Under Executive Order 12866 (58 FR 51735, October 4, 1993), the Agency must determine whether the regulatory action is “significant” and, therefore, subject to Office of Management and Budget (OMB) review and the requirements of the Executive Order. The Order defines “significant regulatory action” as one that is likely to result in a rule that may: (1) Have an annual effect on the economy of $100 million or more or adversely affect in a material way the economy, a sector of the economy, productivity, competition, jobs, the environment, public health or safety, or State, local, or Tribal governments or communities; (2) create a serious inconsistency or otherwise interfere with an action taken or planned by another agency; (3) materially alter the budgetary impact of entitlements, grants, user fees, or loan programs or the rights and obligations of recipients thereof; or (4) raise novel legal or policy issues arising out of legal mandates, the President's priorities, or the principles set forth in the Executive Order. Pursuant to the terms of Executive Order 12866, it has been determined that this rule is not a Start Printed Page 34078“significant regulatory action” because none of the above factors applies. As such, this final rule was not formally submitted to OMB for review.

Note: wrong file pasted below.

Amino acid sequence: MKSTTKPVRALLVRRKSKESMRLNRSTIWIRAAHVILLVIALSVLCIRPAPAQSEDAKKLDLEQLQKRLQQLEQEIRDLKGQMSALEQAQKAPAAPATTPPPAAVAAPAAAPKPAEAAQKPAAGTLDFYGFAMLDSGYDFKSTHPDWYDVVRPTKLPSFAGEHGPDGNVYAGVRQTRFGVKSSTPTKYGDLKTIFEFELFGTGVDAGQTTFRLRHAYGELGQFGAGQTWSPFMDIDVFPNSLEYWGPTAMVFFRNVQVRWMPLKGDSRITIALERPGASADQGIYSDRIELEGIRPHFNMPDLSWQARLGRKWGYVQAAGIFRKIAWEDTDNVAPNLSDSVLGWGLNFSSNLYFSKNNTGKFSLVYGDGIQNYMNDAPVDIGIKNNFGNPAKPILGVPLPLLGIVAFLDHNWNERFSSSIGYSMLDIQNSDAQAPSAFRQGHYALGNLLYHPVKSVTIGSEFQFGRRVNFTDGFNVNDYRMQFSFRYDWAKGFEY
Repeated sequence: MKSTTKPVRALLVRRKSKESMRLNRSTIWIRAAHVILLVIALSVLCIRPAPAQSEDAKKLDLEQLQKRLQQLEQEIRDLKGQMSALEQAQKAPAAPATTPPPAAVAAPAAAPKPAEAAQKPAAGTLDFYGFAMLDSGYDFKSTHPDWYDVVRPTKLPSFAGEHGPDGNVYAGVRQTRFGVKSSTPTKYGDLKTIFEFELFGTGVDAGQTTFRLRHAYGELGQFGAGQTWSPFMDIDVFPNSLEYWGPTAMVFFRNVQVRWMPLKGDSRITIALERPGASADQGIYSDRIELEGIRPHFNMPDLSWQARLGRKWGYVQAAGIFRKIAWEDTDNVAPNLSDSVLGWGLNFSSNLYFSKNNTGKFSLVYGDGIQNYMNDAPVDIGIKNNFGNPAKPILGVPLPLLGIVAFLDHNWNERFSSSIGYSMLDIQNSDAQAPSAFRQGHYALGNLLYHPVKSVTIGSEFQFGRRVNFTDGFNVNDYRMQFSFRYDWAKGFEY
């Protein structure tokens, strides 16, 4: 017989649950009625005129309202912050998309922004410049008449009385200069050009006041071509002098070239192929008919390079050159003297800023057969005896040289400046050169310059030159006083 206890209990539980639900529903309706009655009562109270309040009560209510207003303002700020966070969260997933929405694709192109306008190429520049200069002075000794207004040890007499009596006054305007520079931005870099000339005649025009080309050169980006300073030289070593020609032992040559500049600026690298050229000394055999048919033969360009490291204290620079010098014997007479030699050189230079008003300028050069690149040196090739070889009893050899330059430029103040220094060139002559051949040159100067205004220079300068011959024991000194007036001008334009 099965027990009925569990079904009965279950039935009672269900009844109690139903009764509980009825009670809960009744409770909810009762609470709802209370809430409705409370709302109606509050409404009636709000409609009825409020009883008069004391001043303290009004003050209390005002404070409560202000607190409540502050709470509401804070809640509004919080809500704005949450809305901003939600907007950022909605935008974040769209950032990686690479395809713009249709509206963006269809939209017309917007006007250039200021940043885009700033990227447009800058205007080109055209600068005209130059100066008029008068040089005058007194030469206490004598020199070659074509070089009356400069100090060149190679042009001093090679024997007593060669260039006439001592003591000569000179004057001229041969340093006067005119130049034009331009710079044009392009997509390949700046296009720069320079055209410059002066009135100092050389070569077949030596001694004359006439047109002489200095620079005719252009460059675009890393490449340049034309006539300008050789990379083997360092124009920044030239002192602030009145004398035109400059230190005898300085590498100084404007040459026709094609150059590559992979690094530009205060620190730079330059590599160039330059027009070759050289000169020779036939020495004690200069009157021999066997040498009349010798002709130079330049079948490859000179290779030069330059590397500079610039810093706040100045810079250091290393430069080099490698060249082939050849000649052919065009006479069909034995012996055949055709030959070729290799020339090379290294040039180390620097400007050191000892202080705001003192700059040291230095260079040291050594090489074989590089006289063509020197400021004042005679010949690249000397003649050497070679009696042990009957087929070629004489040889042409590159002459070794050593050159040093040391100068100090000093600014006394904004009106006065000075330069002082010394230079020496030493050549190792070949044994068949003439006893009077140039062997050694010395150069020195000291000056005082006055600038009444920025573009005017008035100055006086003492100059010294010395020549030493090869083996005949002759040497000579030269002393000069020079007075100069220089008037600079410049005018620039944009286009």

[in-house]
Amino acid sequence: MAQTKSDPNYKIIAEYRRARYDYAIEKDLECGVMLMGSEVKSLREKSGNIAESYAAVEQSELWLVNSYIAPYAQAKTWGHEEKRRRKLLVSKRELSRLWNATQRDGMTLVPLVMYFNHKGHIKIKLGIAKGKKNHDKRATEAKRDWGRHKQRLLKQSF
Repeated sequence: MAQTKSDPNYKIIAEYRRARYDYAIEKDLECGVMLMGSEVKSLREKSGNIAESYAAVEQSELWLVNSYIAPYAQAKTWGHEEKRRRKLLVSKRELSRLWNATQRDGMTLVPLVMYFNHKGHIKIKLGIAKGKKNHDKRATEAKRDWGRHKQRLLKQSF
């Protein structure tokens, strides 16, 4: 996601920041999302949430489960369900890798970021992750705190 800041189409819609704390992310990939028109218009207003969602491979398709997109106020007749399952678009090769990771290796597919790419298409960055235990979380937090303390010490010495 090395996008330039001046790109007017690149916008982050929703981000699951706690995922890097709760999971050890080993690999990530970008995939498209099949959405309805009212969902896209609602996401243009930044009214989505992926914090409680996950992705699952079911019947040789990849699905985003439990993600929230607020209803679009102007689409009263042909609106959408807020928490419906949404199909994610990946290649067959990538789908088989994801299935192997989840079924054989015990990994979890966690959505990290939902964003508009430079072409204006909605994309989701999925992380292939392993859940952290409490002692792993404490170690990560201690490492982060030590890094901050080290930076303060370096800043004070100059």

B. Paperwork Reduction Act

This action does not impose an information collection burden under the provisions of the Paperwork Reduction Act, 44 U.S.C. 3501 et seq. This rule changes the effective date of a nonattainment designation for Clark County, Nevada that was promulgated on April 15, 2004. The present final rule does not establish any new information collection burden apart from that required by law. Burden means the total time, effort, or financial resources expended by persons to generate, maintain, retain, or disclose or provide information to or for a Federal agency. This includes the time needed to review instructions; develop, acquire, install, and utilize technology and systems for the purposes of collecting, validating, and verifying information, processing and maintaining information, and disclosing and providing information; adjust the existing ways to comply with any previously applicable instructions and requirements; train personnel to be able to respond to a collection of information; search data sources; complete and review the collection of information; and transmit or otherwise disclose the information. An agency may not conduct or sponsor, and a person is not required to respond to a collection of information unless it displays a currently valid OMB control number. The OMB control numbers for EPA's regulations in 40 CFR are listed in 40 CFR part 9.